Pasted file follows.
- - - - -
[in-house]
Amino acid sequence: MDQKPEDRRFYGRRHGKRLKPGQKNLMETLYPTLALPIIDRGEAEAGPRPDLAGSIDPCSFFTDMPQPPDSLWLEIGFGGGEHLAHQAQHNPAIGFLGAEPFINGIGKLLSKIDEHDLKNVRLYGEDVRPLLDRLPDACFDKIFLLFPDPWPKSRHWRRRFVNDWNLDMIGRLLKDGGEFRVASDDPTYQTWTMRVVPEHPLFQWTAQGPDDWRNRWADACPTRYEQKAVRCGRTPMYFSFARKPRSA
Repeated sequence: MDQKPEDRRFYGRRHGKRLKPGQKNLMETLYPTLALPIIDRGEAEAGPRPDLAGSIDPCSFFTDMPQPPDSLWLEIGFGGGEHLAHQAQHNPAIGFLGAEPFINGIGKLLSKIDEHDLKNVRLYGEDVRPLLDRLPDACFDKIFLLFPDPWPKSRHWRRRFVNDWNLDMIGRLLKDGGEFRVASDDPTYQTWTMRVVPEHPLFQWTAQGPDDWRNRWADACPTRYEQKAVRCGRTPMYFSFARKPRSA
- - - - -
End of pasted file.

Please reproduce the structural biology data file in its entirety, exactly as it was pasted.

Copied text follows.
[in-house]
Amino acid sequence: MDQKPEDRRFYGRRHGKRLKPGQKNLMETLYPTLALPIIDRGEAEAGPRPDLAGSIDPCSFFTDMPQPPDSLWLEIGFGGGEHLAHQAQHNPAIGFLGAEPFINGIGKLLSKIDEHDLKNVRLYGEDVRPLLDRLPDACFDKIFLLFPDPWPKSRHWRRRFVNDWNLDMIGRLLKDGGEFRVASDDPTYQTWTMRVVPEHPLFQWTAQGPDDWRNRWADACPTRYEQKAVRCGRTPMYFSFARKPRSA
Repeated sequence: MDQKPEDRRFYGRRHGKRLKPGQKNLMETLYPTLALPIIDRGEAEAGPRPDLAGSIDPCSFFTDMPQPPDSLWLEIGFGGGEHLAHQAQHNPAIGFLGAEPFINGIGKLLSKIDEHDLKNVRLYGEDVRPLLDRLPDACFDKIFLLFPDPWPKSRHWRRRFVNDWNLDMIGRLLKDGGEFRVASDDPTYQTWTMRVVPEHPLFQWTAQGPDDWRNRWADACPTRYEQKAVRCGRTPMYFSFARKPRSA